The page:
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Coronavirus outbreak: cancelled or postponed events – can I get my money back?

Lockdown easing in England has been delayed by four weeks. How to get your money back if an event is cancelled or postponed due to coronavirus

Coronavirus outbreak: cancelled or postponed events – can I get my money back?

Lockdown restrictions will stay in place until 19 July in England, as the government announces a four week delay to the planned 21 June unlocking.

It was hoped that all legal restrictions on social contact in England would be lifted on 21 June.

But a rise in cases of the Delta variant means capacity limits for sport, pubs and cinemas will remain, and nightclubs will stay closed.

In Scotland, Wales and Northern Ireland, the further easing of rules will be reviewed later this month.

So what does this mean if you have tickets for an event taking place between 21 June and 19 July?

Here, Which? explains your rights if an event, gig you have tickets for – or an upcoming personal event – is postponed or cancelled.

First published 3 March 2020. Last updated15 June 2021

  • You can keep up to date with our latest advice on the coronavirus outbreak over on our coronavirus advice hub.

Cancelled events: your consumer rights

If you bought your tickets directly from the event organiser or primary ticket retailers, such as See Tickets or Ticketmaster, you will benefit from some consumer protections.

These firms are required by the industry’s self-regulatory body, the Society of Ticket Agents and Retailers (STAR), to refund the ticket’s face value price when an event is cancelled.

But it’s unlikely you’ll get the delivery costs or booking fees back.

You may have fewer protections if you purchased tickets from a secondary ticket seller, such as Viagogo or StubHub. Check the terms and conditions on its website as some companies offer guarantees or other protections.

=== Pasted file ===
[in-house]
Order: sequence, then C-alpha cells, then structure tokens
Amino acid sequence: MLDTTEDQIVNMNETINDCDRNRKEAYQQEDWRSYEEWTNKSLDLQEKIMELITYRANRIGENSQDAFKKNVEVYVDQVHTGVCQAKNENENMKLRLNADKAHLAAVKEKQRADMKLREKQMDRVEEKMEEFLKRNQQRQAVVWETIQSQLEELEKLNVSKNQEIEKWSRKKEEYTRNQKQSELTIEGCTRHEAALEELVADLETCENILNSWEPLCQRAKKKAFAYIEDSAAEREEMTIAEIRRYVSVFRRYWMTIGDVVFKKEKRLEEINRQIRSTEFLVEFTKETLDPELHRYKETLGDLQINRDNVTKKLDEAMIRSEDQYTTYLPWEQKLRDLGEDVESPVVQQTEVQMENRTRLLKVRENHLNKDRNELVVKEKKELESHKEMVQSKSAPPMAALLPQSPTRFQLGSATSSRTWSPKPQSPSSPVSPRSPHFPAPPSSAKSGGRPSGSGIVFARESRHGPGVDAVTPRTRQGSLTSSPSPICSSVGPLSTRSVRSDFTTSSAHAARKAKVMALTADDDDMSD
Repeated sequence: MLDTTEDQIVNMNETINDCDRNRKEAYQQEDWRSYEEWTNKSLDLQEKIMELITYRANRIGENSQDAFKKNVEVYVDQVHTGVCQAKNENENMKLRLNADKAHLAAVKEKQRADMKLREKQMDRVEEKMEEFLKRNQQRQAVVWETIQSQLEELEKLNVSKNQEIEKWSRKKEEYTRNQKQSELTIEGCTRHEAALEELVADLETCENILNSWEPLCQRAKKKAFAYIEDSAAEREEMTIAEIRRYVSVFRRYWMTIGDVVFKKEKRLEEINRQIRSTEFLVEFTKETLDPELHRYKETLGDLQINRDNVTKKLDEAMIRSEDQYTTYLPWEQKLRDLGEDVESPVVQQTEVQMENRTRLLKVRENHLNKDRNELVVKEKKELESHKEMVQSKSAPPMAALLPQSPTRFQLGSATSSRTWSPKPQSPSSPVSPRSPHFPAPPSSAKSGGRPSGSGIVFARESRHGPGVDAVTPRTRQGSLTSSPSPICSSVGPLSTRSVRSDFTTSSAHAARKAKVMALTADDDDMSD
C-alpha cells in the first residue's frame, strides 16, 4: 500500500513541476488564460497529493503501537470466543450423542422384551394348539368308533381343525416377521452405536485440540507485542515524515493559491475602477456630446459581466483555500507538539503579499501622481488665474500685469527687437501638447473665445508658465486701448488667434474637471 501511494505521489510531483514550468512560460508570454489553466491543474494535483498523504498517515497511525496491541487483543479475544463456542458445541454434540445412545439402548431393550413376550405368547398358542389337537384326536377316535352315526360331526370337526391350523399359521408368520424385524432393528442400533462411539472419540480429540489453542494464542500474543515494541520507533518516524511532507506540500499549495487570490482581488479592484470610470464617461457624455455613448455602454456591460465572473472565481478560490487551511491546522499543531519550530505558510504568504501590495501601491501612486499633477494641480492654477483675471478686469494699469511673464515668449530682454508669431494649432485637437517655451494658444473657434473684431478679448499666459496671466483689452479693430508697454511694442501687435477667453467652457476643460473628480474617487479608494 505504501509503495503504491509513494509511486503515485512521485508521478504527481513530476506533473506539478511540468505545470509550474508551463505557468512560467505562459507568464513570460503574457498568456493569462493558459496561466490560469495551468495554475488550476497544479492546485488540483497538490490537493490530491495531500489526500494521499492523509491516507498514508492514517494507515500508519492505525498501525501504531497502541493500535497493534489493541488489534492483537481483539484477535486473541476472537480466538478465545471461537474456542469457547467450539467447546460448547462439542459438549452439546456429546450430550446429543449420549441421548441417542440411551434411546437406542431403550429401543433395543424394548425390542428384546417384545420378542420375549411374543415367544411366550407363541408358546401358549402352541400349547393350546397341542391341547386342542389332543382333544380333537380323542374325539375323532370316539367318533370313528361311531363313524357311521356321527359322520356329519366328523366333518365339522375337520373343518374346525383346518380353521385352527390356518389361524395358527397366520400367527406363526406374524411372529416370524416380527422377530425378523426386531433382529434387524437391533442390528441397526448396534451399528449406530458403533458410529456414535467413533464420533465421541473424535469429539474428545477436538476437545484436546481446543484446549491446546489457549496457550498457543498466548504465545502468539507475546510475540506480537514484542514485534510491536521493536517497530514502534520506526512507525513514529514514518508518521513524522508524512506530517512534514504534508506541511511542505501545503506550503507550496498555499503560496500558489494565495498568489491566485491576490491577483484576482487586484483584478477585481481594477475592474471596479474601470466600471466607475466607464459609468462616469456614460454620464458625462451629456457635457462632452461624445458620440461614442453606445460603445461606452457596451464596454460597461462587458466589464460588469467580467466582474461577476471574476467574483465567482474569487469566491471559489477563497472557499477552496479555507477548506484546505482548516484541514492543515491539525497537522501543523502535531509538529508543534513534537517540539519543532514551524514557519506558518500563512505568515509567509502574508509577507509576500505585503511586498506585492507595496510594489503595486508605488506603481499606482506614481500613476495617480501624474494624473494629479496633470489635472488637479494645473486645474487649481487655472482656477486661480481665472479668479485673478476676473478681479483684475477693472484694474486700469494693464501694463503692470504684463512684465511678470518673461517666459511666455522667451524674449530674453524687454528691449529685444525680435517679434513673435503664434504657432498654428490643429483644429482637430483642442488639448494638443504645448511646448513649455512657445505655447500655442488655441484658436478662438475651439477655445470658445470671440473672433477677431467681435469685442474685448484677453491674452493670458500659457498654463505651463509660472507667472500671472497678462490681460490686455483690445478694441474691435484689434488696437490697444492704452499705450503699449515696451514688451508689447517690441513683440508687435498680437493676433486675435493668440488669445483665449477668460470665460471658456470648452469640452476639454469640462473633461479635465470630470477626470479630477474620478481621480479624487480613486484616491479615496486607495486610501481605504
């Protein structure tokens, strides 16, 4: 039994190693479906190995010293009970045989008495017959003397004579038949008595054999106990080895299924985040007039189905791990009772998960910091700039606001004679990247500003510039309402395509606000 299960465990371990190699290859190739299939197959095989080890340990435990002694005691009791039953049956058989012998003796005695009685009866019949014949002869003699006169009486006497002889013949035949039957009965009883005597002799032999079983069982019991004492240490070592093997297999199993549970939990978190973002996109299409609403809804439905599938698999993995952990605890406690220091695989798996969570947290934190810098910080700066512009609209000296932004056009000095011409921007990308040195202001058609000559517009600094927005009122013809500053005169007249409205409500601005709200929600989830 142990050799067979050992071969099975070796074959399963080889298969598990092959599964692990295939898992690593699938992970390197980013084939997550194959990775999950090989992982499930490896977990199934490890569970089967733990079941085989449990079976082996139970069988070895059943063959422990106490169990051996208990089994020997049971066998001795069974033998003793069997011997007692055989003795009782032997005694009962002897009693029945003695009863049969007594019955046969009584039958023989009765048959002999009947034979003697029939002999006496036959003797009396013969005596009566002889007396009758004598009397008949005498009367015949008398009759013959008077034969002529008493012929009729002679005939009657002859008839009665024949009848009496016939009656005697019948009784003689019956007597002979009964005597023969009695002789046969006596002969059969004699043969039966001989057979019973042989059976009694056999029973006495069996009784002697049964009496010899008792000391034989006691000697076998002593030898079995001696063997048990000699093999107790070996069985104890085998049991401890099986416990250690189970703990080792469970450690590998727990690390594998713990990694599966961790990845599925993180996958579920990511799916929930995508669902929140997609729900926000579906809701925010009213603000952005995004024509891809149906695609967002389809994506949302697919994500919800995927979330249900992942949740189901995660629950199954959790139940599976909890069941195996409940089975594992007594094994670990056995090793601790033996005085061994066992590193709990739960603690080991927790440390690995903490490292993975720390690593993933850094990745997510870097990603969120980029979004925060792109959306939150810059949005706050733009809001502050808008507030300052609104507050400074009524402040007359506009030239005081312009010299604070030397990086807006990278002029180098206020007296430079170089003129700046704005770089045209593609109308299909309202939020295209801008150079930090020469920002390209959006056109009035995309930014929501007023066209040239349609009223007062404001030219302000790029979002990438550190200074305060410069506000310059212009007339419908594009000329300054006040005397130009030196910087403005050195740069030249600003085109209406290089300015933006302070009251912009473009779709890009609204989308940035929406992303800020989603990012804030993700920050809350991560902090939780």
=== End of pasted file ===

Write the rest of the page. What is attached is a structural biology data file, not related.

Whichever way you bought your tickets, in the first instance you need to contact the company that sold them to you and request a refund if it doesn’t offer one automatically.

if you’re taking part in something like a marathon, a refund of your entry fee is not guaranteed if it is cancelled; instead you will need to check event organiser’s terms and conditions.

Postponed events: your consumer rights

If an event you have tickets for is postponed, hold on to those tickets until a new date is announced. If you’re unable to attend the rescheduled date, you can claim a refund of the ticket’s face-value price.

But again, it’s unlikely you’ll get the delivery costs or booking fees back.

Again, you’ll have fewer protections if you purchased tickets from a secondary ticket seller, such as Viagogo or StubHub. Check the terms and conditions on its website, as some companies offer guarantees or other protections.

If the you cannot attend the new date, it’s may be that the only way to recover some of your money back will be to resell the ticket to someone else who can.

And if an event like a marathon is postponed – and you can’t make the new date – a refund of your entry fee is not guaranteed. You’ll need to check event organiser’s terms and conditions.


Can you claim back hotel and travel costs?

If you’ve paid for transport or hotel bookings that you don’t need anymore because your event has been cancelled, get in touch with the companies you’ve booked with. They might be able to refund you or rebook your plans for a later date.

But there are no guarantees.

If your hotel and travel plans are also cancelled due to the outbreak of coronavirus you will also be entitled to a refund of those costs.

If you have appropriate travel insurance you might be able to claim back the entire cost of your trip.


Weddings, parties and personal events

Restrictions on weddings and personal events vary across the four nations.